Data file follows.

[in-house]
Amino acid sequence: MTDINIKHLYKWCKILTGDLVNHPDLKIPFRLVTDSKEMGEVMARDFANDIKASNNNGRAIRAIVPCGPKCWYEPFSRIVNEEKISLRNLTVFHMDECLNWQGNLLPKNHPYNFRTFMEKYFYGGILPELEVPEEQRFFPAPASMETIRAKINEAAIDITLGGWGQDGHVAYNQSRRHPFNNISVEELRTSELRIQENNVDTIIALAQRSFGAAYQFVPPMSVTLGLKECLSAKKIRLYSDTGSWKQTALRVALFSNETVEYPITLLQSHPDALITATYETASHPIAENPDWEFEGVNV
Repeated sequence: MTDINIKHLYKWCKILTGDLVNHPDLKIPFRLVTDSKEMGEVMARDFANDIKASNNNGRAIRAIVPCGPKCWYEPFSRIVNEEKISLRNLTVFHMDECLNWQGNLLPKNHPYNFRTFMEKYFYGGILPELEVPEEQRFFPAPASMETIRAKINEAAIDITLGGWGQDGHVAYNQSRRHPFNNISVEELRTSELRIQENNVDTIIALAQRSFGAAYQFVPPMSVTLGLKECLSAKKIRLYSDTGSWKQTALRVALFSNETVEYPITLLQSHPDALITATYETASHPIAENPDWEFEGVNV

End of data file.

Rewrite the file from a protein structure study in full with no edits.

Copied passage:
[in-house]
Amino acid sequence: MTDINIKHLYKWCKILTGDLVNHPDLKIPFRLVTDSKEMGEVMARDFANDIKASNNNGRAIRAIVPCGPKCWYEPFSRIVNEEKISLRNLTVFHMDECLNWQGNLLPKNHPYNFRTFMEKYFYGGILPELEVPEEQRFFPAPASMETIRAKINEAAIDITLGGWGQDGHVAYNQSRRHPFNNISVEELRTSELRIQENNVDTIIALAQRSFGAAYQFVPPMSVTLGLKECLSAKKIRLYSDTGSWKQTALRVALFSNETVEYPITLLQSHPDALITATYETASHPIAENPDWEFEGVNV
Repeated sequence: MTDINIKHLYKWCKILTGDLVNHPDLKIPFRLVTDSKEMGEVMARDFANDIKASNNNGRAIRAIVPCGPKCWYEPFSRIVNEEKISLRNLTVFHMDECLNWQGNLLPKNHPYNFRTFMEKYFYGGILPELEVPEEQRFFPAPASMETIRAKINEAAIDITLGGWGQDGHVAYNQSRRHPFNNISVEELRTSELRIQENNVDTIIALAQRSFGAAYQFVPPMSVTLGLKECLSAKKIRLYSDTGSWKQTALRVALFSNETVEYPITLLQSHPDALITATYETASHPIAENPDWEFEGVNV